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|Title:||Concurrent duodenal manometric and impedance recording to evaluate the effects of hyoscine on motility and flow events, glucose absorption, and incretin release|
|Citation:||American Journal of Physiology-Gastrointestinal and Liver Physiology, 2007; 292(4):G1099-G1104|
|Publisher:||Amer Physiological Soc|
|Reawika Chaikomin, Keng Liang Wu, Selena Doran, Karen L. Jones, Andre J. P. M. Smout, Willem Renooij, Richard H. Holloway, James H. Meyer, Michael Horowitz, and Christopher K. Rayner|
|Abstract:||Upper gastrointestinal motor function and incretin hormone secretion are major determinants of postprandial glycemia and insulinemia. However, the impact of small intestinal flow events on glucose absorption and incretin release is poorly defined. Intraluminal impedance monitoring is a novel technique that allows flow events to be quantified. Eight healthy volunteers were studied twice, in random order. A catheter incorporating six pairs of electrodes at 3-cm intervals, and six corresponding manometry sideholes, was positioned in the duodenum. Hyoscine butylbromide (20 mg) or saline was given as an intravenous bolus, followed by a continuous intravenous infusion of either hyoscine (20 mg/h) or saline over 60 min. Concurrently, glucose and 3-O-methylglucose (3-OMG) were infused into the proximal duodenum (3 kcal/min), with frequent blood sampling to measure glucose, 3-OMG, insulin, glucagon-like peptide-1 (GLP-1) and glucose-dependent insulinotropic polypeptide (GIP). The frequency of duodenal pressure waves and propagated pressure wave sequences was reduced by hyoscine in the first 10 min (P<0.01 for both), but not after that time. In contrast, there were markedly fewer duodenal flow events throughout 60 min with hyoscine (P<0.005). Overall, blood glucose (P<0.01) and plasma 3-OMG concentrations (P<0.05) were lower during hyoscine than saline, whereas plasma insulin, GLP-1, and GIP concentrations were initially (t=20 min) lower during hyoscine (P<0.05). In conclusion, intraluminal impedance measurement may be more sensitive than manometry in demonstrating alterations in duodenal motor function. A reduction in the frequency of duodenal flow events is associated with a decreased rate of glucose absorption and incretin release in healthy subjects.|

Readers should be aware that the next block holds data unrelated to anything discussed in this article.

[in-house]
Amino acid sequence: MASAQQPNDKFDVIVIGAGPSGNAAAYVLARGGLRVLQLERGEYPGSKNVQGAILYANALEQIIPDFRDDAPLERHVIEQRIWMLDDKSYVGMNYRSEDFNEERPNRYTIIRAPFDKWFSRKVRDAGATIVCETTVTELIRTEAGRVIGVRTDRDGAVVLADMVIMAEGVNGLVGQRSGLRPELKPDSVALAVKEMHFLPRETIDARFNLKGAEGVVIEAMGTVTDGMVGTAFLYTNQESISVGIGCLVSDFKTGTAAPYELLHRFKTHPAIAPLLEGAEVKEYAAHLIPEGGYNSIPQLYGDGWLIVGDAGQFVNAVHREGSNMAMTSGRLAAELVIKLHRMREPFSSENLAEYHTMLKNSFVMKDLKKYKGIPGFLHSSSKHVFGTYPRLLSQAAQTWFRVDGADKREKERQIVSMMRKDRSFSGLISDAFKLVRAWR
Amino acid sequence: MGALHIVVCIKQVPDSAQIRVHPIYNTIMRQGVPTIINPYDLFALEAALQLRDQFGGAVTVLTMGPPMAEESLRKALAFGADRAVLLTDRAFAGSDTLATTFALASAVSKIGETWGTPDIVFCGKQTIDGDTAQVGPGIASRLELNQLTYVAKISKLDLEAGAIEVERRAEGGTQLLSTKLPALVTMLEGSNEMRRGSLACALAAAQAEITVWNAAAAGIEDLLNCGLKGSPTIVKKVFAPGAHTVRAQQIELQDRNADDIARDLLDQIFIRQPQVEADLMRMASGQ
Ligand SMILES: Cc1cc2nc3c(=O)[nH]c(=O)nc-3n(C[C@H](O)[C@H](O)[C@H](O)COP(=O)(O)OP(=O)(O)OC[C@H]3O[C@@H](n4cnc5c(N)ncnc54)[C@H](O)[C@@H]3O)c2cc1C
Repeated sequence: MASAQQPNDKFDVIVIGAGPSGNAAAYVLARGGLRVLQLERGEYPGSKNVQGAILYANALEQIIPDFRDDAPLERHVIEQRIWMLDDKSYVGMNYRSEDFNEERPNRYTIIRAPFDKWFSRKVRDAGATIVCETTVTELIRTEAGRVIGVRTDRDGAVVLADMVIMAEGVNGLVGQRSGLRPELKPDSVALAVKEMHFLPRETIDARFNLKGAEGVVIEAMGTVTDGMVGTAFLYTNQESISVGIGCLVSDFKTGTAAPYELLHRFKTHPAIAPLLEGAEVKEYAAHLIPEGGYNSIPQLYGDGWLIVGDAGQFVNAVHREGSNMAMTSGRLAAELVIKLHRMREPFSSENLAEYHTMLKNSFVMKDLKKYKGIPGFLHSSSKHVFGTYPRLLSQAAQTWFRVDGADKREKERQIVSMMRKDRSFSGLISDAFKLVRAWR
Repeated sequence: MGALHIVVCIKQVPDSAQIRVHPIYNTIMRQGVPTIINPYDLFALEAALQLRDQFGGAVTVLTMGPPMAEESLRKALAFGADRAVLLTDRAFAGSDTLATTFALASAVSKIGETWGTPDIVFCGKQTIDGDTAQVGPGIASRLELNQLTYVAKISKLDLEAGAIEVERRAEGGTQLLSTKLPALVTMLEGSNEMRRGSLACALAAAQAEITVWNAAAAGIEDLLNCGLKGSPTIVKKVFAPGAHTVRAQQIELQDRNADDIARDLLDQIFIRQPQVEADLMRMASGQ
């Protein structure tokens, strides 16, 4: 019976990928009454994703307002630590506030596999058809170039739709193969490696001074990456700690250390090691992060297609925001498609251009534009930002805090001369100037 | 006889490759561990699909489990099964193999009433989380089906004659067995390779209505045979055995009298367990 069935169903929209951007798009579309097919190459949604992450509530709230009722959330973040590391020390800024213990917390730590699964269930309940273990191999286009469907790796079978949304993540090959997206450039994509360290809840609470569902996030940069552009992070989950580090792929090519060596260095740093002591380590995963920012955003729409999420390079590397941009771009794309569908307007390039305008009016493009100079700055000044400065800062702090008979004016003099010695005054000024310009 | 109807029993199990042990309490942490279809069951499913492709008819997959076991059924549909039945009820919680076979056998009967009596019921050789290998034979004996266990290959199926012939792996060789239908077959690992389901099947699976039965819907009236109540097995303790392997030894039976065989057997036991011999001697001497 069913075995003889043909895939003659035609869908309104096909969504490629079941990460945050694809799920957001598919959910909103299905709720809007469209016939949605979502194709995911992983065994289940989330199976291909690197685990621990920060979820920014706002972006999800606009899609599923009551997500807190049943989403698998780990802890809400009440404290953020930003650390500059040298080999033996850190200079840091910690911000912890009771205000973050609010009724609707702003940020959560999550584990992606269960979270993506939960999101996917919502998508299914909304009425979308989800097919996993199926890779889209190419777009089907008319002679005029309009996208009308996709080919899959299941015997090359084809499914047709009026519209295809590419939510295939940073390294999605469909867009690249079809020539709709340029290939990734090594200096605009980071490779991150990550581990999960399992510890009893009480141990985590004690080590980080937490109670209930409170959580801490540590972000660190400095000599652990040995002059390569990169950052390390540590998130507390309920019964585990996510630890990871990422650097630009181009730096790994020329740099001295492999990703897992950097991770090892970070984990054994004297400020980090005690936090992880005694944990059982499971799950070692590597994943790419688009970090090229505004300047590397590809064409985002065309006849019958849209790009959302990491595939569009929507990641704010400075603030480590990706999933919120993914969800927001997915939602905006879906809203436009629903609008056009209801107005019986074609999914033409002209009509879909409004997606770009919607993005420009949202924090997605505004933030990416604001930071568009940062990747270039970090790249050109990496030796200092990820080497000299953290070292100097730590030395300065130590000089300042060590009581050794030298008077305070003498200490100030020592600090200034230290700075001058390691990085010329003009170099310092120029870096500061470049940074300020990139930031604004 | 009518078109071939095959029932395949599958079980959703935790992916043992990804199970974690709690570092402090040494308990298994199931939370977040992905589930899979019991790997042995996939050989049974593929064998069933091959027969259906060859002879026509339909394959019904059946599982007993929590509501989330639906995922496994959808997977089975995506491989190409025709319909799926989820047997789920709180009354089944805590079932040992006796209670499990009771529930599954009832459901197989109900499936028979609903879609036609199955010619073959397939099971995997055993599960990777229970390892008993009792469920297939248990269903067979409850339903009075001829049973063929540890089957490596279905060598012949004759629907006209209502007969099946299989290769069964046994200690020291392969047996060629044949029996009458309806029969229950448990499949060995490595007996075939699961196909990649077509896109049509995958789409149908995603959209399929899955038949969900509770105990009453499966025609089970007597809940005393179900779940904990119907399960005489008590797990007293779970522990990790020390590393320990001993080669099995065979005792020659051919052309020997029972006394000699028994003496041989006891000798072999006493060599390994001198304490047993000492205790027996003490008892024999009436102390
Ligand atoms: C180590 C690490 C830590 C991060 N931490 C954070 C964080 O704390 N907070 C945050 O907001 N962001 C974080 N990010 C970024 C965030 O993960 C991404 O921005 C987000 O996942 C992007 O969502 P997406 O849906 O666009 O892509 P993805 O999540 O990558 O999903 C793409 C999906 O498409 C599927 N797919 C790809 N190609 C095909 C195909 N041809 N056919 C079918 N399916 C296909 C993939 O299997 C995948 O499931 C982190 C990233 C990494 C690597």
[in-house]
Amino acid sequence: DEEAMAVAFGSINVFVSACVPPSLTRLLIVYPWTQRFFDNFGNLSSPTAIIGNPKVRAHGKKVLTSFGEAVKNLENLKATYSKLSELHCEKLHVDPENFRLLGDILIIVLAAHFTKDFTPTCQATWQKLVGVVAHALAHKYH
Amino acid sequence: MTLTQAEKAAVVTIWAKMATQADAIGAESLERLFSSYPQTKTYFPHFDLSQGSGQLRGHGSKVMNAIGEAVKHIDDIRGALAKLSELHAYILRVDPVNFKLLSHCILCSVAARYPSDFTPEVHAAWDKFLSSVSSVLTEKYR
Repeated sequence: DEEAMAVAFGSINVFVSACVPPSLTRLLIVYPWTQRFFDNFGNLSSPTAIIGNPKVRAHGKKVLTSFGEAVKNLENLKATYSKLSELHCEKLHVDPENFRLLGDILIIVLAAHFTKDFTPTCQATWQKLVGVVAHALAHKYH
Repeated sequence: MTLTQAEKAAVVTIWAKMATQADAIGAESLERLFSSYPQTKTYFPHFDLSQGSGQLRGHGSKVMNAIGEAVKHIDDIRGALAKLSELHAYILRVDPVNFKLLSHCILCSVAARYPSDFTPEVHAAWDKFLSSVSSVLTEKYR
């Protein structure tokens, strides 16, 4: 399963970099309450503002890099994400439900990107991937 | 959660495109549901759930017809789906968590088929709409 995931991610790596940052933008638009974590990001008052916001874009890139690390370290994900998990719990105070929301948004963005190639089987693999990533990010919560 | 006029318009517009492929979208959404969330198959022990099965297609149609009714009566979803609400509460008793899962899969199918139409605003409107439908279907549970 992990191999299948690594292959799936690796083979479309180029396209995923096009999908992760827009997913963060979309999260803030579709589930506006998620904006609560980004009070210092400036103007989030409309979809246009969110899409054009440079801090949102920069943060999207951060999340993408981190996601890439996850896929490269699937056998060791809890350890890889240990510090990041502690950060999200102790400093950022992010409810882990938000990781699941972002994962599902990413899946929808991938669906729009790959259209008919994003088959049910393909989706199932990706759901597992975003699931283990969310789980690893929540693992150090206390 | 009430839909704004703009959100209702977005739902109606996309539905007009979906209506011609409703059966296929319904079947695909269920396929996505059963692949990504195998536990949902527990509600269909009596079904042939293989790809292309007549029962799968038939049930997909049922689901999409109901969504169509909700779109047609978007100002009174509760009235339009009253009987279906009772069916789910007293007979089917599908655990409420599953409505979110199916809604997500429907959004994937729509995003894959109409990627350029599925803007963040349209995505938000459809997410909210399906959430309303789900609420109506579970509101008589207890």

|Keywords:||small intestine; anticholinergic; glucagon-like peptide-1; glucose-dependent insulinotropic polypeptide|
|Description:||Copyright © 2007 by the American Physiological Society.|
|Appears in Collections:||Medicine publications|
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